For weeks the fields all around us have been a bright, healthy green and the grass has been growing well. As we have gone about doing this and that, the farmer has remarked 'good crop of grass there' or 'that grass needs to grow a bit more'. In other words, every farmer in the area who has cattle has had his mind centred on grass.
But now, driving into town this afternoon, there are few bright green fields to be seen (apart from the few sporting growing winter wheat) - everywhere the fields are a pale, wan cream. Yes, first cut silage is behind us to a large extent - most of it gone to forage silage - that is cut, carted away on big trailers and stored in huge
walled off areas, covered and left to cure for winter eatage. Big bag silage will come later with the second crop of grass.
Which leads me to stage two. No sooner is the grass cut than the slurry wagons are out, spreading thick slurry on all the shaved fields. What is pale and wan today will be a good, rich brown tomorrow (with a smell to match). For make no mistake, grass is given no quarter. It must produce two crops and hopefully for many three crops of Winter feed so there must be no hold ups.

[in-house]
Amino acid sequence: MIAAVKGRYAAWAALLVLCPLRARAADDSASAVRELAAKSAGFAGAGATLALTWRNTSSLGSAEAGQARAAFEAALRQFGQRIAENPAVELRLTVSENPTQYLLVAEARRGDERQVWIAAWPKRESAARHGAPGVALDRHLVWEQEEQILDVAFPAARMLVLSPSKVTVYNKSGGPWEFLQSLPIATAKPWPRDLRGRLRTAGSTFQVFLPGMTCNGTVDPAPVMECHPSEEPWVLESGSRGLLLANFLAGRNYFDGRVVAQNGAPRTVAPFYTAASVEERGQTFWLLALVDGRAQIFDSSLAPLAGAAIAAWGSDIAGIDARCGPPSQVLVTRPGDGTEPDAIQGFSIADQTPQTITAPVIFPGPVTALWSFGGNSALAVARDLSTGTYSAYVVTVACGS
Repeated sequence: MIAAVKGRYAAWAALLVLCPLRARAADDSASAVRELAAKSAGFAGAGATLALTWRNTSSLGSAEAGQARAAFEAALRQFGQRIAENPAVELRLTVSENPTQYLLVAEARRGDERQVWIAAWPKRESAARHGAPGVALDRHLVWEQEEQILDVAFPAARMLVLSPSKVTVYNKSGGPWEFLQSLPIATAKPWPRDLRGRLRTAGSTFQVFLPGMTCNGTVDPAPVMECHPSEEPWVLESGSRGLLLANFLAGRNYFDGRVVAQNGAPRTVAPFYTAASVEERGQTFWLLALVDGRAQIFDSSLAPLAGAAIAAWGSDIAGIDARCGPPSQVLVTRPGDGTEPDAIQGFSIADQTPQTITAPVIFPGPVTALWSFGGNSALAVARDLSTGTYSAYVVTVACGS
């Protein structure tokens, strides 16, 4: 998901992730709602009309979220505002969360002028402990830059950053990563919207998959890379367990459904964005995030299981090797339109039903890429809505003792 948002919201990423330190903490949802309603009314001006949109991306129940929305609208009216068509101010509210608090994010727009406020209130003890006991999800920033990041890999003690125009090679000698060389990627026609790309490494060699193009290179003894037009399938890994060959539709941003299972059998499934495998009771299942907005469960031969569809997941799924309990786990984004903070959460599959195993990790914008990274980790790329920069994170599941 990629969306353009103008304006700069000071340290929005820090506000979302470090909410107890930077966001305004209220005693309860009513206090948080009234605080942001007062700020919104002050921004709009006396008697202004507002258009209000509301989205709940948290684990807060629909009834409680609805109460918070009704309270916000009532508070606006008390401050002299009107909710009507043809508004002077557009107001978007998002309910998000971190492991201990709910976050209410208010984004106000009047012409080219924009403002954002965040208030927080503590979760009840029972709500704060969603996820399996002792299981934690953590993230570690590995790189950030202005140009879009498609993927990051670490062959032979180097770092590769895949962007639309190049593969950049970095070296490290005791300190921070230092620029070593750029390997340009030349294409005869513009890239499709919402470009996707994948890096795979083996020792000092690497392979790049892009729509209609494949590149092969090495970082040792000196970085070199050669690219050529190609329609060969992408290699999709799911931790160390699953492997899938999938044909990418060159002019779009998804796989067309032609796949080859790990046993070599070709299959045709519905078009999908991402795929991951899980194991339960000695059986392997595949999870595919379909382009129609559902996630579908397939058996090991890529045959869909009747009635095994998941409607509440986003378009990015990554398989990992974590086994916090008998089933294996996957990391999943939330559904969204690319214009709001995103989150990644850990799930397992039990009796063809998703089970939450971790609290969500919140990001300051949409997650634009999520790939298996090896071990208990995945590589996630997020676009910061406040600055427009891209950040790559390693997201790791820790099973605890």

Cows don't realise how lucky they are.
I see from today's Times that the 'artificial intelligence expert', Ray Kurzwell, predicts that within the next fifteen years or so humans will be able to utilise 'tiny nanobots' made from strands of DNA, which will utterly transform their biological essence. They will be able to connect their brains directly to the internet.
I ask myself, do I wish to do that, and the answer comes back loud and clear - NO.
This week I ordered my prescription from our Medical Practice by computer, as I always do. Then I tried to order the farmers - but the site refused to delete my name. I blamed the Practice, tried for several days and finally rang the order in. Yesterday my son suggested that I change server to try again - and of course it worked. I haven't even mastered the very basics of computer skills yet - so you can forget utilising nanobots, whatever they are, be they large or tiny.